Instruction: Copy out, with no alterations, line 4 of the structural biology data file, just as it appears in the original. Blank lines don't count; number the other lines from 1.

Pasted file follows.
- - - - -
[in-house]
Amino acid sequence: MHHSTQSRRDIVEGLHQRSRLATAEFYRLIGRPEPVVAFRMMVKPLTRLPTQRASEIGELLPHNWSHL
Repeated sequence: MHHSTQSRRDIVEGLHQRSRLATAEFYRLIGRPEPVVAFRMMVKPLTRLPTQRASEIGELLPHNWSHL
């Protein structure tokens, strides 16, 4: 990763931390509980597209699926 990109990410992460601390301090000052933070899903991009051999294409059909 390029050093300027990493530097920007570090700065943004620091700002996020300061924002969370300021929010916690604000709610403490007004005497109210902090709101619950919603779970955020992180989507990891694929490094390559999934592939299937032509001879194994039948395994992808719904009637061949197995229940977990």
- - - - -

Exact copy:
């Protein structure tokens, strides 16, 4: 990763931390509980597209699926 990109990410992460601390301090000052933070899903991009051999294409059909 390029050093300027990493530097920007570090700065943004620091700002996020300061924002969370300021929010916690604000709610403490007004005497109210902090709101619950919603779970955020992180989507990891694929490094390559999934592939299937032509001879194994039948395994992808719904009637061949197995229940977990």